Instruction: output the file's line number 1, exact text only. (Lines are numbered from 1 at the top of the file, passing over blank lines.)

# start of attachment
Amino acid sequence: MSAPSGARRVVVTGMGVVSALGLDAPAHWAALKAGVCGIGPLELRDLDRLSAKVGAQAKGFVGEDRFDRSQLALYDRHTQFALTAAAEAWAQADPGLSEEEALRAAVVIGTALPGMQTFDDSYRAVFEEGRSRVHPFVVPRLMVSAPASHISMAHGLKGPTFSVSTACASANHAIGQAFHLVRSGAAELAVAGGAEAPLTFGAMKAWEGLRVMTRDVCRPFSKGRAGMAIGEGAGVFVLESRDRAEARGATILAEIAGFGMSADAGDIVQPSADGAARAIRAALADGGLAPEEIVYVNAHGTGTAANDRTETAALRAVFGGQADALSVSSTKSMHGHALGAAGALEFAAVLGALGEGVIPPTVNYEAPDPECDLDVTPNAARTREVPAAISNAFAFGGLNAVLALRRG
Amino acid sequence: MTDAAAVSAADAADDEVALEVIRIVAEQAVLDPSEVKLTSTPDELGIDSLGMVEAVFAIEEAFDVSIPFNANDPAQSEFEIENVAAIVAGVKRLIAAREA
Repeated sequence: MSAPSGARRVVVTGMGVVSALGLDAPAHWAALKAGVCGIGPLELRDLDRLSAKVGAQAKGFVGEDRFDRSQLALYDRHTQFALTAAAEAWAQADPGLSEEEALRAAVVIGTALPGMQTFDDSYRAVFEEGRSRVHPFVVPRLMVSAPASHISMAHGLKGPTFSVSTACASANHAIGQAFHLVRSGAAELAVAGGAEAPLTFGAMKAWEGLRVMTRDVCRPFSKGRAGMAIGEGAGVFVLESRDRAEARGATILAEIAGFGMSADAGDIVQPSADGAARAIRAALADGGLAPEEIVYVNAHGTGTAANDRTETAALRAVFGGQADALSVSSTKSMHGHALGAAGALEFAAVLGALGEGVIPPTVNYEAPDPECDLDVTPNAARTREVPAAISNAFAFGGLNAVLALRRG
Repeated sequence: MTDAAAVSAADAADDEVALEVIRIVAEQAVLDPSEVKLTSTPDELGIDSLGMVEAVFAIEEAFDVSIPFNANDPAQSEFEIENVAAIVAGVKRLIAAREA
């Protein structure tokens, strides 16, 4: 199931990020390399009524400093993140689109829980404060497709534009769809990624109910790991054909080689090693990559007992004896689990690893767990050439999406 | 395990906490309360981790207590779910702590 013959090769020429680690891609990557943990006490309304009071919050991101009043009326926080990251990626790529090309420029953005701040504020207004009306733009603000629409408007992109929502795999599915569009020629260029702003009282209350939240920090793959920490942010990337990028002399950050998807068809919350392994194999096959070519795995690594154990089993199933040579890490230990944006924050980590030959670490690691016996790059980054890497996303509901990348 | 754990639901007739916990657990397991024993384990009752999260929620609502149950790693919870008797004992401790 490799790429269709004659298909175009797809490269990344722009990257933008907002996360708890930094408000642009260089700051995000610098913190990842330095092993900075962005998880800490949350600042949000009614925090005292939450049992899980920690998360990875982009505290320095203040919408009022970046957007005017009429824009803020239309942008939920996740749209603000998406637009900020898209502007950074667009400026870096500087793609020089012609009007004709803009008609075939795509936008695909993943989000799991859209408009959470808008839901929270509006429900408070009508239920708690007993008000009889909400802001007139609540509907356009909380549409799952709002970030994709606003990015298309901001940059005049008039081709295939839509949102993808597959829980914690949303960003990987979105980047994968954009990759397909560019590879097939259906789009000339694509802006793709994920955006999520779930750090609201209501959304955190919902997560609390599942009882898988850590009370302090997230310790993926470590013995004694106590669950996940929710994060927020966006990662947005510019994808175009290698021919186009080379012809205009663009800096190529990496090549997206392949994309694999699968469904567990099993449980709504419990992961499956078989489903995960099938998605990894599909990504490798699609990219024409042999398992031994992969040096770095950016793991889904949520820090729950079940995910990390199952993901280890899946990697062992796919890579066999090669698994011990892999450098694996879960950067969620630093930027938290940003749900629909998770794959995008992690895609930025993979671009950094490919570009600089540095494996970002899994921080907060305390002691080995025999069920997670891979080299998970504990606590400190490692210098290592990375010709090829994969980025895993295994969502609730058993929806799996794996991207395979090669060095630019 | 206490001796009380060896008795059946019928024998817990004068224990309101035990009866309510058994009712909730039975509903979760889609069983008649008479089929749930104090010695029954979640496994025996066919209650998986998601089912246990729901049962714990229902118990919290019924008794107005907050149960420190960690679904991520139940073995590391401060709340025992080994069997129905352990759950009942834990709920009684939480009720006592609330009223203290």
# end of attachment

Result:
Amino acid sequence: MSAPSGARRVVVTGMGVVSALGLDAPAHWAALKAGVCGIGPLELRDLDRLSAKVGAQAKGFVGEDRFDRSQLALYDRHTQFALTAAAEAWAQADPGLSEEEALRAAVVIGTALPGMQTFDDSYRAVFEEGRSRVHPFVVPRLMVSAPASHISMAHGLKGPTFSVSTACASANHAIGQAFHLVRSGAAELAVAGGAEAPLTFGAMKAWEGLRVMTRDVCRPFSKGRAGMAIGEGAGVFVLESRDRAEARGATILAEIAGFGMSADAGDIVQPSADGAARAIRAALADGGLAPEEIVYVNAHGTGTAANDRTETAALRAVFGGQADALSVSSTKSMHGHALGAAGALEFAAVLGALGEGVIPPTVNYEAPDPECDLDVTPNAARTREVPAAISNAFAFGGLNAVLALRRG